Although I’ve played around in the past I’ve never really had the motivation to seriously print my film photographs. My usual workflow involves scanning my negatives, and then releasing them digitally. When I’ve sold prints in the past I’ve used my local labs drum scanner for high quality results which are then printed in the same way my digital files are, on industrial, thick, matte paper.
However something about darkroom printing has always appealed to me, in the same way that film itself as a medium appeals to me. I think there is something to be said about being “limited” as an artist, especially in this age of unlimited sharing. Content is churned out and turned into digital ephemera – as much as this creates a global community of artists it also means that things like theft of attribution, or unlicensed prints, and abstract things like “devaluation” are rife like never before.
When it comes to printing I limit my runs, and will be very clear that once they are sold I will not be printing any further. When it comes to sharing my work on social media and my blog I also try to hold back as much work as I feel I can afford to, in order to have a selection of never before seen images, which make prints, and the eventual publication of those images even more special. When I eventually start to curate my work for books and future galleries this will give my audience a reason to actually come and see my work in person, as they will not find it on my Instagram.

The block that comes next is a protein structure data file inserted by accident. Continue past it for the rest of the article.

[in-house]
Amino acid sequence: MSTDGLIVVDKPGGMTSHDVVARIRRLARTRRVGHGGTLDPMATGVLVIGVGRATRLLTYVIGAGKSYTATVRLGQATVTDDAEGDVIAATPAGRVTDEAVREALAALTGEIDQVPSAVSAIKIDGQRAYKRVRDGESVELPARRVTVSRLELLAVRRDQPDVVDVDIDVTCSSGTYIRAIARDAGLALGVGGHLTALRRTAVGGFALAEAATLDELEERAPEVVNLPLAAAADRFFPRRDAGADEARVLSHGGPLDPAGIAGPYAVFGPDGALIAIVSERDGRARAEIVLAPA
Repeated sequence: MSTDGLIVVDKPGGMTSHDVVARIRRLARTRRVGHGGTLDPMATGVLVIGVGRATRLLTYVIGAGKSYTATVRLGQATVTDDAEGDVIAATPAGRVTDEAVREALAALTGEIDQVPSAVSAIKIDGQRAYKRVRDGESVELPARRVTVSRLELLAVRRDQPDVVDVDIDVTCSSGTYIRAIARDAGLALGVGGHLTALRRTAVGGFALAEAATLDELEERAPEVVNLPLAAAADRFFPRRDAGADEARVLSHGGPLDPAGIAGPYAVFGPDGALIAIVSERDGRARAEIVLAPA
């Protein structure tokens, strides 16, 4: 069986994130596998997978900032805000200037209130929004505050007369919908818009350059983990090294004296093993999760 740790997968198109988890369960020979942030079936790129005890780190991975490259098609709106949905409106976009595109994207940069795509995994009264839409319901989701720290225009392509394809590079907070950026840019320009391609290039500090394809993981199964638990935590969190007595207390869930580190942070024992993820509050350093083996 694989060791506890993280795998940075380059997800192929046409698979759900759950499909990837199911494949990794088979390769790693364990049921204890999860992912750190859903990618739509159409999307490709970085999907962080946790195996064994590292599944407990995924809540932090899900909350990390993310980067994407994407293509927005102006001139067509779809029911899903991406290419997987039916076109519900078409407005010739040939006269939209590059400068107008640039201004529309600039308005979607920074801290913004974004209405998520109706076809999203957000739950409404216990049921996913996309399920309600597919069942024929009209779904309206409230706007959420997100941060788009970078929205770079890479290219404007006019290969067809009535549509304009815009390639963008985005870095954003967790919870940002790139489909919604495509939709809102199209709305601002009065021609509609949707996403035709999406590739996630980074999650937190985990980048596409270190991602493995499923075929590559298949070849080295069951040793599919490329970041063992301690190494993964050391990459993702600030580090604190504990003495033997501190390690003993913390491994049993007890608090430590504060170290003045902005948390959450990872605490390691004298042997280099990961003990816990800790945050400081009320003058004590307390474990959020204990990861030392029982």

I feel that through printing my own images, in my own methods, and knowing who buys them firsthand, gives me a sense of true craftsmanship, as well as more control over my brand. It also allows my customers to feel like they possess something truly special, as unique as any painting. It is so nice to have the “properly” finished and final result of a film negative, as negative photography is designed to be darkroom printed by its very nature. Holding images in my hands that I have moments before exposed and bathed in chemicals is so much more rewarding than taking a sheet out of a printer.
The darkroom I use is the “Dark Studio” in Shoreditch, recommended to me by my friend Andy. It’s a great little space, especially as in London I simply don’t have the room or mental capacity to operate a darkroom in my flat. Max who runs the darkroom is a very helpful chap, and I’ve found the entire experience to be positive every time I’ve had a session there.
Darkroom printing is definitely something I would recommend, especially if you’re just starting out with film. It’s an aspect overlooked by so many, but really grounds your work, almost as much of an anchor as the original negative in some cases. From a mindset point of view the process can make all the difference to someone feeling that their work is lacking – an incentive to improve for the sake of holding that beautiful image. Personally I enjoy the role of darkroom printing within the film community, with occasions like print swaps, or simply giving a nice print as a sentimental gift.
The prints in this article were made using ILFORD paper (my favourite so far is Multigrade IV Resin Coated Satin), and sourced from negatives of a variety of film-types.
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This series is produced in conjunction with Hamish Gill's excellent 35mmc.com. Head on over to read the other half of these stories there.
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